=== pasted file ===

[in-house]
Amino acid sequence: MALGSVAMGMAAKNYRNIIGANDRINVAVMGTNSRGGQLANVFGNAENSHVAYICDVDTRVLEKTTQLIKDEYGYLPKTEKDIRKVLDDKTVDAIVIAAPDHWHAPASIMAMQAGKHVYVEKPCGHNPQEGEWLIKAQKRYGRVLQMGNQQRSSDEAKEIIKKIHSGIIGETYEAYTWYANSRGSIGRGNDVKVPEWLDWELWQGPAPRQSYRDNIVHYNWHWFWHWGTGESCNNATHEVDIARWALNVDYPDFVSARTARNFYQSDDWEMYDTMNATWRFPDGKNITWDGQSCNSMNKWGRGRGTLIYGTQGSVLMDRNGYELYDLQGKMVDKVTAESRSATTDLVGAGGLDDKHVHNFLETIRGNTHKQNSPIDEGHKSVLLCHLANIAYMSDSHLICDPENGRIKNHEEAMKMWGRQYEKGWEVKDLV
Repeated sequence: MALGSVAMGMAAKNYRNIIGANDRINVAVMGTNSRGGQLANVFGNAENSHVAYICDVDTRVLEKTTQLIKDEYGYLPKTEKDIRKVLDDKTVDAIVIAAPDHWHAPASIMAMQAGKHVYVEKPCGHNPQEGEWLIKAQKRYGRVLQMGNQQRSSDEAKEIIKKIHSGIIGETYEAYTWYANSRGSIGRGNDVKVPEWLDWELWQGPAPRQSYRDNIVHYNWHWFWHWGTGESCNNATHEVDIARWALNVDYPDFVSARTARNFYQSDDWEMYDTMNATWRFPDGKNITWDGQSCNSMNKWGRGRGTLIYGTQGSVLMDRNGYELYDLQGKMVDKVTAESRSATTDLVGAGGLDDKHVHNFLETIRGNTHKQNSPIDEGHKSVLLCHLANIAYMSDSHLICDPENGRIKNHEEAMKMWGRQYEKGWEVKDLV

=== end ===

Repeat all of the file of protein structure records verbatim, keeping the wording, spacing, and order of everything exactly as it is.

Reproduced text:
[in-house]
Amino acid sequence: MALGSVAMGMAAKNYRNIIGANDRINVAVMGTNSRGGQLANVFGNAENSHVAYICDVDTRVLEKTTQLIKDEYGYLPKTEKDIRKVLDDKTVDAIVIAAPDHWHAPASIMAMQAGKHVYVEKPCGHNPQEGEWLIKAQKRYGRVLQMGNQQRSSDEAKEIIKKIHSGIIGETYEAYTWYANSRGSIGRGNDVKVPEWLDWELWQGPAPRQSYRDNIVHYNWHWFWHWGTGESCNNATHEVDIARWALNVDYPDFVSARTARNFYQSDDWEMYDTMNATWRFPDGKNITWDGQSCNSMNKWGRGRGTLIYGTQGSVLMDRNGYELYDLQGKMVDKVTAESRSATTDLVGAGGLDDKHVHNFLETIRGNTHKQNSPIDEGHKSVLLCHLANIAYMSDSHLICDPENGRIKNHEEAMKMWGRQYEKGWEVKDLV
Repeated sequence: MALGSVAMGMAAKNYRNIIGANDRINVAVMGTNSRGGQLANVFGNAENSHVAYICDVDTRVLEKTTQLIKDEYGYLPKTEKDIRKVLDDKTVDAIVIAAPDHWHAPASIMAMQAGKHVYVEKPCGHNPQEGEWLIKAQKRYGRVLQMGNQQRSSDEAKEIIKKIHSGIIGETYEAYTWYANSRGSIGRGNDVKVPEWLDWELWQGPAPRQSYRDNIVHYNWHWFWHWGTGESCNNATHEVDIARWALNVDYPDFVSARTARNFYQSDDWEMYDTMNATWRFPDGKNITWDGQSCNSMNKWGRGRGTLIYGTQGSVLMDRNGYELYDLQGKMVDKVTAESRSATTDLVGAGGLDDKHVHNFLETIRGNTHKQNSPIDEGHKSVLLCHLANIAYMSDSHLICDPENGRIKNHEEAMKMWGRQYEKGWEVKDLV